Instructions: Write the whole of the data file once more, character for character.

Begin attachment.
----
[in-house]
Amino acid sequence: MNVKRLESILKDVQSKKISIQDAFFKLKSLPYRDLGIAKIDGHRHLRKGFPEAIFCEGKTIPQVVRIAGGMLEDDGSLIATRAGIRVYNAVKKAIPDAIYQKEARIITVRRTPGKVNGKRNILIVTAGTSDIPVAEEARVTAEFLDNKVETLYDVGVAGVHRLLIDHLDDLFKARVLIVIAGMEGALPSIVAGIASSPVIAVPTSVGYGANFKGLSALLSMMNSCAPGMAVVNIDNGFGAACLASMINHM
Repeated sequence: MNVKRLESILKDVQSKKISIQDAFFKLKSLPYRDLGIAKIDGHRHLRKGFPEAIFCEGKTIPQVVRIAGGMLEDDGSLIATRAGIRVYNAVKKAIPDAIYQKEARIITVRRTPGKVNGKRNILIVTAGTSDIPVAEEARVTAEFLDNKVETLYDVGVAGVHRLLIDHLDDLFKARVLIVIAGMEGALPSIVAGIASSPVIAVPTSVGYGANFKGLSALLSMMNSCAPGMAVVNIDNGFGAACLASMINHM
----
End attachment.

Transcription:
[in-house]
Amino acid sequence: MNVKRLESILKDVQSKKISIQDAFFKLKSLPYRDLGIAKIDGHRHLRKGFPEAIFCEGKTIPQVVRIAGGMLEDDGSLIATRAGIRVYNAVKKAIPDAIYQKEARIITVRRTPGKVNGKRNILIVTAGTSDIPVAEEARVTAEFLDNKVETLYDVGVAGVHRLLIDHLDDLFKARVLIVIAGMEGALPSIVAGIASSPVIAVPTSVGYGANFKGLSALLSMMNSCAPGMAVVNIDNGFGAACLASMINHM
Repeated sequence: MNVKRLESILKDVQSKKISIQDAFFKLKSLPYRDLGIAKIDGHRHLRKGFPEAIFCEGKTIPQVVRIAGGMLEDDGSLIATRAGIRVYNAVKKAIPDAIYQKEARIITVRRTPGKVNGKRNILIVTAGTSDIPVAEEARVTAEFLDNKVETLYDVGVAGVHRLLIDHLDDLFKARVLIVIAGMEGALPSIVAGIASSPVIAVPTSVGYGANFKGLSALLSMMNSCAPGMAVVNIDNGFGAACLASMINHM